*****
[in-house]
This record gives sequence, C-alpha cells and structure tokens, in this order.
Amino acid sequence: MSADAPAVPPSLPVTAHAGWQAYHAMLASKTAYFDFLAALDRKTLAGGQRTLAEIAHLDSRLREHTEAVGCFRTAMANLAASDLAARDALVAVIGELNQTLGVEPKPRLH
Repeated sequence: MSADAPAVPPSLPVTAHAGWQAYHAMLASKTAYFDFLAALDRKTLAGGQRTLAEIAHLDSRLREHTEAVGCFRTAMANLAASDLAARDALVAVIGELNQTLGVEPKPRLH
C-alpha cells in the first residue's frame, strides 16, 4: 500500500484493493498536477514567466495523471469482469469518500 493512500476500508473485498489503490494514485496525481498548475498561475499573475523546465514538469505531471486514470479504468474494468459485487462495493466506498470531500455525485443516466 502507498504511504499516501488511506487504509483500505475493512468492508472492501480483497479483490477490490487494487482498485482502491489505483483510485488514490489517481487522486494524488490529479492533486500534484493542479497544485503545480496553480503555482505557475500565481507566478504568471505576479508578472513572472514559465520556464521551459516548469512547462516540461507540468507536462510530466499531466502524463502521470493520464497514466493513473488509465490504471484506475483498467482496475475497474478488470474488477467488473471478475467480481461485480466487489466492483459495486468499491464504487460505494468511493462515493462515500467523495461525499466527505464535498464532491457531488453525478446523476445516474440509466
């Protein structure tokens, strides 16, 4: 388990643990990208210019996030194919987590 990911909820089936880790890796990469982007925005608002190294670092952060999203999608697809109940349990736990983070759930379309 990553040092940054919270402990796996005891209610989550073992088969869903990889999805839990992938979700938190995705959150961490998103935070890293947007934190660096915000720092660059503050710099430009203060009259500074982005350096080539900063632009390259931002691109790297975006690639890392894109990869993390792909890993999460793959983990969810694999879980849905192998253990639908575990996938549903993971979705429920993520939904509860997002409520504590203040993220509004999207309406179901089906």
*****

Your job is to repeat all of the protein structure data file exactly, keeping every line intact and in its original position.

[in-house]
This record gives sequence, C-alpha cells and structure tokens, in this order.
Amino acid sequence: MSADAPAVPPSLPVTAHAGWQAYHAMLASKTAYFDFLAALDRKTLAGGQRTLAEIAHLDSRLREHTEAVGCFRTAMANLAASDLAARDALVAVIGELNQTLGVEPKPRLH
Repeated sequence: MSADAPAVPPSLPVTAHAGWQAYHAMLASKTAYFDFLAALDRKTLAGGQRTLAEIAHLDSRLREHTEAVGCFRTAMANLAASDLAARDALVAVIGELNQTLGVEPKPRLH
C-alpha cells in the first residue's frame, strides 16, 4: 500500500484493493498536477514567466495523471469482469469518500 493512500476500508473485498489503490494514485496525481498548475498561475499573475523546465514538469505531471486514470479504468474494468459485487462495493466506498470531500455525485443516466 502507498504511504499516501488511506487504509483500505475493512468492508472492501480483497479483490477490490487494487482498485482502491489505483483510485488514490489517481487522486494524488490529479492533486500534484493542479497544485503545480496553480503555482505557475500565481507566478504568471505576479508578472513572472514559465520556464521551459516548469512547462516540461507540468507536462510530466499531466502524463502521470493520464497514466493513473488509465490504471484506475483498467482496475475497474478488470474488477467488473471478475467480481461485480466487489466492483459495486468499491464504487460505494468511493462515493462515500467523495461525499466527505464535498464532491457531488453525478446523476445516474440509466
């Protein structure tokens, strides 16, 4: 388990643990990208210019996030194919987590 990911909820089936880790890796990469982007925005608002190294670092952060999203999608697809109940349990736990983070759930379309 990553040092940054919270402990796996005891209610989550073992088969869903990889999805839990992938979700938190995705959150961490998103935070890293947007934190660096915000720092660059503050710099430009203060009259500074982005350096080539900063632009390259931002691109790297975006690639890392894109990869993390792909890993999460793959983990969810694999879980849905192998253990639908575990996938549903993971979705429920993520939904509860997002409520504590203040993220509004999207309406179901089906």